President Trump devolved into self-pity during a White House coronavirus briefing on Tuesday, lamenting that his approval ratings were lower than those of two top government medical experts.
Just over a week after he began a rebooted effort, driven by rising infection rates and sinking poll numbers, to talk about the virus in terms more in line with medical consensus, Mr. Trump was again making unfounded claims and defending discredited medical experts. It was the sort of eccentric, science-deficient performance that many of his aides believe unnerved the public during the spring and has come to gravely threaten his re-election prospects.
Noting that Dr. Anthony S. Fauci, the government’s top infectious disease expert, and Dr. Deborah L. Birx, his administration’s top coronavirus coordinator, have high approval ratings even as his own have sagged, Mr. Trump added, “And yet, they’re highly thought of — but nobody likes me.”
“It can only be my personality,” he concluded.
When the president restarted his coronavirus briefings last week after shutting them down in April, he largely hewed to a script, urging Americans to wear masks and practice social distancing.
But on Tuesday, he resumed his freelancing and wandering into politically and medically problematic alleyways. When reporters pressed him on a viral video he had retweeted on Monday night that included doctors falsely claiming that hydroxychloroquine was a “cure” for the virus and that masks were unnecessary, Mr. Trump responded: “They’re very respected doctors. There was a woman who was spectacular in her statements about it, and she’s had tremendous success with it.’’
When a reporter noted that the physician who spoke of “a cure,” Dr. Stella Immanuel of Houston, also “made videos saying that doctors make medicine using DNA from aliens,” Mr. Trump responded, “I know nothing about her,” and abruptly ended the briefing moments later.
Twitter and Facebook have since removed that video, calling it misleading.
Dr. Fauci is among several top medical experts, as well as the Food and Drug Administration, to say repeatedly that hydroxychloroquine has no proven effect against the coronavirus.
Last month, the agency revoked an authorization it had issued for emergency use of hydroxychloroquine to treat coronavirus patients, saying it acted “based on recent results from a large, randomized clinical trial in hospitalized patients that found these medicines showed no benefit for decreasing the likelihood of death or speeding recovery.”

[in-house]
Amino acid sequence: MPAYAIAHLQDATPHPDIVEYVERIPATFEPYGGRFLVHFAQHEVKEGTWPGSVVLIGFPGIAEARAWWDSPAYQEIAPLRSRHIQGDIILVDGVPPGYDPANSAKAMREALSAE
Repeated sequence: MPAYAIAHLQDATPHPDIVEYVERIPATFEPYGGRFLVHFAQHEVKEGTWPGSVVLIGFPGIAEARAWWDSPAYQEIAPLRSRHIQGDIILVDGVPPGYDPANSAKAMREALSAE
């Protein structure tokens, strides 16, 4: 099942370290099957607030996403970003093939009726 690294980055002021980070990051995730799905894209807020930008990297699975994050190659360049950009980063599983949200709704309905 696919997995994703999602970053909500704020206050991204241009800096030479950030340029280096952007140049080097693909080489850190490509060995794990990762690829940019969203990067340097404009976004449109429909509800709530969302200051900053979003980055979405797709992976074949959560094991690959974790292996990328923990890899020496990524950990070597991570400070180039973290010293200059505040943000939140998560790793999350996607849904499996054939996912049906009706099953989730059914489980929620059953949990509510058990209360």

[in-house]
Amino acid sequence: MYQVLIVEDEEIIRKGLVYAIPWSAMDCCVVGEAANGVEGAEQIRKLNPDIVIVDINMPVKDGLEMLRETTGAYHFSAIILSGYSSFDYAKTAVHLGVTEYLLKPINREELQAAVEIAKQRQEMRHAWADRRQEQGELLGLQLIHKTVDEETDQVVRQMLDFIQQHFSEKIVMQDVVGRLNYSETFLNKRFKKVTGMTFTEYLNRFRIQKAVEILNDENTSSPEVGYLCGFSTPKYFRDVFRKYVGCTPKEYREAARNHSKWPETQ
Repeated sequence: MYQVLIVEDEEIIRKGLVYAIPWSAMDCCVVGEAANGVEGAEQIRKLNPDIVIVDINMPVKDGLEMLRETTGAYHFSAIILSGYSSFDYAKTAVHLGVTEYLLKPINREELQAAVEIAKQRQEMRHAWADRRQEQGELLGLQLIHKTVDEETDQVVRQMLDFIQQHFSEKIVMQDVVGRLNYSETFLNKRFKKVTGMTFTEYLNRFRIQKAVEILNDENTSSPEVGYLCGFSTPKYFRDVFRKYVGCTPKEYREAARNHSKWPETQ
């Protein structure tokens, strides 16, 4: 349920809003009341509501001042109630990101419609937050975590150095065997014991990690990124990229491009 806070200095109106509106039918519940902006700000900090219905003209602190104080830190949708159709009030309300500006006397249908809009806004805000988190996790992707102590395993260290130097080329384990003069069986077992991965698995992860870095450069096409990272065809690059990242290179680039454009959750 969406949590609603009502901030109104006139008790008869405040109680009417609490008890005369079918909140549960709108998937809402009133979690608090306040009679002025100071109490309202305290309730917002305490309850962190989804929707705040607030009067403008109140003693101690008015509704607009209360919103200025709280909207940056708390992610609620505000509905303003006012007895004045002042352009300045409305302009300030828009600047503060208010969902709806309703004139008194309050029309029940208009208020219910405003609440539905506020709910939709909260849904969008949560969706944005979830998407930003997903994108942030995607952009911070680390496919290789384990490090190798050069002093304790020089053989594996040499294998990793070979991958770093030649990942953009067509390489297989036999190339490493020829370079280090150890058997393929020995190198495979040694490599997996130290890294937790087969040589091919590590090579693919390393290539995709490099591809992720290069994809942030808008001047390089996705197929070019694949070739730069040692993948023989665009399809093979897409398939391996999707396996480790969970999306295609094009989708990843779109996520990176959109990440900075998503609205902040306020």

But Mr. Trump was insistent. “Many doctors think it is extremely successful,” he said of the drug, although he acknowledged that “some people don’t.” The president also noted that he had taken a roughly 10-day course of the drug in May, after a White House valet tested positive for the virus.
While advisers have pressed Mr. Trump to more fully acknowledge the severity of the virus’s spread, he again offered a dissonantly upbeat assessment.
Mr. Trump declared “large portions of our country” to be “corona-free,” even though no region in the United States is actually free of the virus. While he noted concern over high case levels in California, Arizona, Texas and Florida, he said: “That’s starting to head down in the right direction. And I think you’ll see it rapidly head down very soon.”
However, a new federal report found that the number of states with outbreaks serious enough to place them in the “red zone” has grown to 21. It called for more restrictions on social activity. Those states include the ones named by Mr. Trump, along with Alabama, Arkansas, Georgia, Idaho, Iowa, Kansas, Louisiana, Mississippi, Missouri, Nevada, North Carolina, North Dakota, Oklahoma, South Carolina, Tennessee, Utah and Wisconsin. All had more than 100 new cases per 100,000 people in the past week.
The findings in the new report were sent to state officials by the White House’s coronavirus task force and obtained by The New York Times.
Mr. Trump reiterated that he had a “very good relationship” with Dr. Fauci while repeating his now routine complaint that Dr. Fauci had opposed his ban in January on most air travel from China into the United States. (Dr. Fauci initially doubted the idea but supported the final decision.)
The president, who said he was invoking the Defense Production Act for the 33rd time since the outbreak of the virus — this time to provide a $765 million loan to Kodak to produce pharmaceuticals, part of a new effort to achieve “American pharmaceutical independence” from China and other nations — insisted that he deserved more credit in relation to Dr. Fauci for his administration’s efforts to procure more ventilators and personal protective equipment and to enable more virus testing nationwide.
“He’s got this high approval rating, so why don’t I have a high approval rating with respect — and the administration — with respect to the virus?” Mr. Trump asked. “So it sort of is curious.”
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